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Great Lakes

The Great Lakes of North America

By

Lake Michigan

Steam rises from Lake Michigan as the sun comes up during a sub-zero morning February 5, 2007 in Chicago, Illinois.

Scott Olson/Getty Images
Updated May 19, 2014
Lake Superior, Lake Michigan, Lake Huron, Lake Erie, and Lake Ontario, form the Great Lakes, straddling the United States and Canada to make up the largest group of freshwater lakes in the world. Collectively they contain 5,439 cubic miles of water (22,670 cubic km), or about 20% of all the earth’s fresh water, and cover an area of 94,250 square miles (244,106 square km).

Several other minor lakes and rivers are also included in the Great Lakes region including the Niagra River, Detroit River, St. Lawrence River, St. Marys River, and the Georgian Bay. There are 35,000 islands estimated to be located on the Great Lakes, created by years of glacial activity.

Interestingly, Lake Michigan and Lake Huron are connected by the Straits of Mackinac, and can be technically considered a single lake.

The Formation of the Great Lakes

The Great Lakes Basin (the Great Lakes and the surrounding area) began to form about two billion years ago – almost two-thirds the age of the earth. During this period, major volcanic activity and geologic stresses formed the mountain systems of North America, and after significant erosion, several depressions in the ground were carved. Some two billion years later the surrounding seas continuously flooded the area, further eroding the landscape and leaving a lot of water behind as they went away.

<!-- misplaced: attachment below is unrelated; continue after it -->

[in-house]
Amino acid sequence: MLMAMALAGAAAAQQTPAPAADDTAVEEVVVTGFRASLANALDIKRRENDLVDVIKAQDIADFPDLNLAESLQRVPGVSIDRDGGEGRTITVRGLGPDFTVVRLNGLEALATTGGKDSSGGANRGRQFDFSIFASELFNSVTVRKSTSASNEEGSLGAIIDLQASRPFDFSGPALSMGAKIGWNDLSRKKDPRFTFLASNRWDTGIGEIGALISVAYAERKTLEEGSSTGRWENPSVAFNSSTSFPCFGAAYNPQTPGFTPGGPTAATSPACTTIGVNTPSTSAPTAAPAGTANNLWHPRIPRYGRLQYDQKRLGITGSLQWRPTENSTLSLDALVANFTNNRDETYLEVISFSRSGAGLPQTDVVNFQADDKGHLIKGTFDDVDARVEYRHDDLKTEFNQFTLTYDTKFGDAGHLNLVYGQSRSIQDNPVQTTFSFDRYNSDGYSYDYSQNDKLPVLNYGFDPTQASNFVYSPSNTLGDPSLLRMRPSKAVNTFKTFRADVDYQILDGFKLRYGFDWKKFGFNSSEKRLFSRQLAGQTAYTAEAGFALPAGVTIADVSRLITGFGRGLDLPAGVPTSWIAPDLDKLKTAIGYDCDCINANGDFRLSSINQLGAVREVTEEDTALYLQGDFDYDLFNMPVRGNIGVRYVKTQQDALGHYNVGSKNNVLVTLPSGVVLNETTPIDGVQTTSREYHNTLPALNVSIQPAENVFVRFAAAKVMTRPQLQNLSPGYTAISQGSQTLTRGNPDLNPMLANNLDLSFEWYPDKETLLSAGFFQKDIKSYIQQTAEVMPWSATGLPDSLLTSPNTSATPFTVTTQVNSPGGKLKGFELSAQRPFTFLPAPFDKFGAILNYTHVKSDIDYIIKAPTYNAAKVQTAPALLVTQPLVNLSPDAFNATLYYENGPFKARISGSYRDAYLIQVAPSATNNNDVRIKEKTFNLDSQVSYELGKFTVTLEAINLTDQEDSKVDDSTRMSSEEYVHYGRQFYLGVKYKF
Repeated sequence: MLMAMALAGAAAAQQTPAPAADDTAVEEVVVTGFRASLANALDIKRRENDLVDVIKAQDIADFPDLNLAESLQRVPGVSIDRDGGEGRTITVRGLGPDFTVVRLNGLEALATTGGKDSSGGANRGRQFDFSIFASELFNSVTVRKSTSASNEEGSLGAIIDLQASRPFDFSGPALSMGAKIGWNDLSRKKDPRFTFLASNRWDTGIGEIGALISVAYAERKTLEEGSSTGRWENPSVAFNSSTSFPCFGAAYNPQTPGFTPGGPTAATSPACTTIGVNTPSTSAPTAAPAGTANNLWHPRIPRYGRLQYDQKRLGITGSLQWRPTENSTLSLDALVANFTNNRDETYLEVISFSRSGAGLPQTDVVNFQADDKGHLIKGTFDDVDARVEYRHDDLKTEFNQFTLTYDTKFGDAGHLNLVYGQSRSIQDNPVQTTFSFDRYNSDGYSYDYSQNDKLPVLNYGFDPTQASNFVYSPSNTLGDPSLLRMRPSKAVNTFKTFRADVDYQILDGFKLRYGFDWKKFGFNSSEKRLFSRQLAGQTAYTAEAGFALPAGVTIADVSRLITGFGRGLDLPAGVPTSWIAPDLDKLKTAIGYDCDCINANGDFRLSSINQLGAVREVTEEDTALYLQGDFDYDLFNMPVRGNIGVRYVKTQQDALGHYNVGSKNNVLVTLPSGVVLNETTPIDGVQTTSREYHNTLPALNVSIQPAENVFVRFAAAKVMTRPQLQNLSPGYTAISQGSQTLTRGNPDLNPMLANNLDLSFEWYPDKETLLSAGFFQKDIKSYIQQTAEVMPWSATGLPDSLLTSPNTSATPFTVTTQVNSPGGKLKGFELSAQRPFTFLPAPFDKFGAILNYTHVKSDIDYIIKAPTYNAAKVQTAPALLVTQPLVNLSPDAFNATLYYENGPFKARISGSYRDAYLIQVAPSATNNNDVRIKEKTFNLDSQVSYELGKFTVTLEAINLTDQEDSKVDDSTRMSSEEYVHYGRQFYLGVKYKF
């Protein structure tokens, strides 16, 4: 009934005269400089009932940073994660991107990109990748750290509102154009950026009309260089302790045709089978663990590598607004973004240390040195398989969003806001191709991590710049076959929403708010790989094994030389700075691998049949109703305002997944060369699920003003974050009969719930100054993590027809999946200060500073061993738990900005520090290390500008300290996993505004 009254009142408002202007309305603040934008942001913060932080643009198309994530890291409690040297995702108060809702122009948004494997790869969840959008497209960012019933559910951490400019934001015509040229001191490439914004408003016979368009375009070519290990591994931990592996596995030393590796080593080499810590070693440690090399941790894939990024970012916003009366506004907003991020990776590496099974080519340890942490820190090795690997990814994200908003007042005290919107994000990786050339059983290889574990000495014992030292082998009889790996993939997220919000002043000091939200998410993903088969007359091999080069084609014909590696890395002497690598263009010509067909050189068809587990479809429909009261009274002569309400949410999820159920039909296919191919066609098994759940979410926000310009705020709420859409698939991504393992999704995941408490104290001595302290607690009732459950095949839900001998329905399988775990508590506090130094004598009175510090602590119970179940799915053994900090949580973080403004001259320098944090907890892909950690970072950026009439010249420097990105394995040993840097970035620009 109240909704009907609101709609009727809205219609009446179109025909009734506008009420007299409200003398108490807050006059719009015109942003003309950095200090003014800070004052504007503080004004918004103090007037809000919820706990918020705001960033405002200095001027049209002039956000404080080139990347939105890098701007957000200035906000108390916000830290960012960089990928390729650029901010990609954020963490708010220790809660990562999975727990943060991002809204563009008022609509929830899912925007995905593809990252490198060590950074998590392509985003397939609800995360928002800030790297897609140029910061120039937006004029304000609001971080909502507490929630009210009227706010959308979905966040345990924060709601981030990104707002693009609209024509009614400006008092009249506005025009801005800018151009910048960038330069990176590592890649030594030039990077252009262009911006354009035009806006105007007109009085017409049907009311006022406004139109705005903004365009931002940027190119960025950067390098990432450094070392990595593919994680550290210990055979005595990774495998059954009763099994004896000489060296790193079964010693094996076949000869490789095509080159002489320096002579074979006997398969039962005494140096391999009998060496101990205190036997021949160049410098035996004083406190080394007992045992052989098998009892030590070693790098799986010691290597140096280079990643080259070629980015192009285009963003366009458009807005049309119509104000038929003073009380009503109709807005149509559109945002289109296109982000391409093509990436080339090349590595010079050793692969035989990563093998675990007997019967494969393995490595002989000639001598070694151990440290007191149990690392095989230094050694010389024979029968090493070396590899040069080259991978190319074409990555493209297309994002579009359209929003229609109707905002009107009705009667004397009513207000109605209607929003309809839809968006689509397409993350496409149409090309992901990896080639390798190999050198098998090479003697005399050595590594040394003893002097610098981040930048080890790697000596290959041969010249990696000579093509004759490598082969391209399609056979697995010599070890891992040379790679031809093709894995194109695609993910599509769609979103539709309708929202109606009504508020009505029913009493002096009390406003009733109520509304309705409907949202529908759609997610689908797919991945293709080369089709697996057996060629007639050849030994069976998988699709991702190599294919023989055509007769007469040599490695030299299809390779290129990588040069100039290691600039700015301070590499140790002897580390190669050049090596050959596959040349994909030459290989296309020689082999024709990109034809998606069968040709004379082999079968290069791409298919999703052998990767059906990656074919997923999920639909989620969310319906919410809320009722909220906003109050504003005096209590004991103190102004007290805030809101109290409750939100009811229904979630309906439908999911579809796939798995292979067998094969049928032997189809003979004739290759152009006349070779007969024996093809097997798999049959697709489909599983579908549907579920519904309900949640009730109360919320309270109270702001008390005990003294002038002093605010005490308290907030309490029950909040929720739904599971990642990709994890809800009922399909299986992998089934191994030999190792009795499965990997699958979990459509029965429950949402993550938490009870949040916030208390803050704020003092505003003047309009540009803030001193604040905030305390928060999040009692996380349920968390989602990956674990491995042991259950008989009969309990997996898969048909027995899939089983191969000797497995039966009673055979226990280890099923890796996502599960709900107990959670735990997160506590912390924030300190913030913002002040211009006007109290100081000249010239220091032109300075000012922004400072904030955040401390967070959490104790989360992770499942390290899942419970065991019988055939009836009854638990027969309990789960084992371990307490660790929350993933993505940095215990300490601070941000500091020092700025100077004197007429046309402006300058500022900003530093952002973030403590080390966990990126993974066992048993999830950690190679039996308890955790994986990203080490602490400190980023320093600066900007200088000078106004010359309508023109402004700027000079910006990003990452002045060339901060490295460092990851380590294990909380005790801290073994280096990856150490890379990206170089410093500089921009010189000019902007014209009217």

More recently, about two million years ago, it was glaciers that advanced over and back across the land. The glaciers were upwards of 6,500 feet thick and further depressed the Great Lakes Basin. When the glaciers finally retreated and melted approximately 15,000 years ago, massive quantities of water were left behind. It is these glacier waters that form the Great Lake today.

Many glacial features are still visible on the Great Lakes Basin today in the form of "glacial drift," groups of sand, silt, clay and other unorganized debris deposited by a glacier. Moraines, till plains, drumlins, and eskers are some of the most common features that remain.

The Industrial Great Lakes

The shorelines of the Great Lakes stretch a little over 10,000 miles (16,000 km), touching eight states in the U.S. and Ontario in Canada, and make an excellent site for the transportation of goods. It was the primary route used by early explorers of North America, and was a major reason for the great industrial growth of the Midwest throughout the 19th and 20th century.

Today, 200 million tons a year are transported using this waterway. Major cargoes include iron ore (and other mine products), iron and steel, agriculture, and manufactured goods. The Great Lakes Basin also is home to 25%, and 7% of Canadian and U.S. agricultural production, respectively.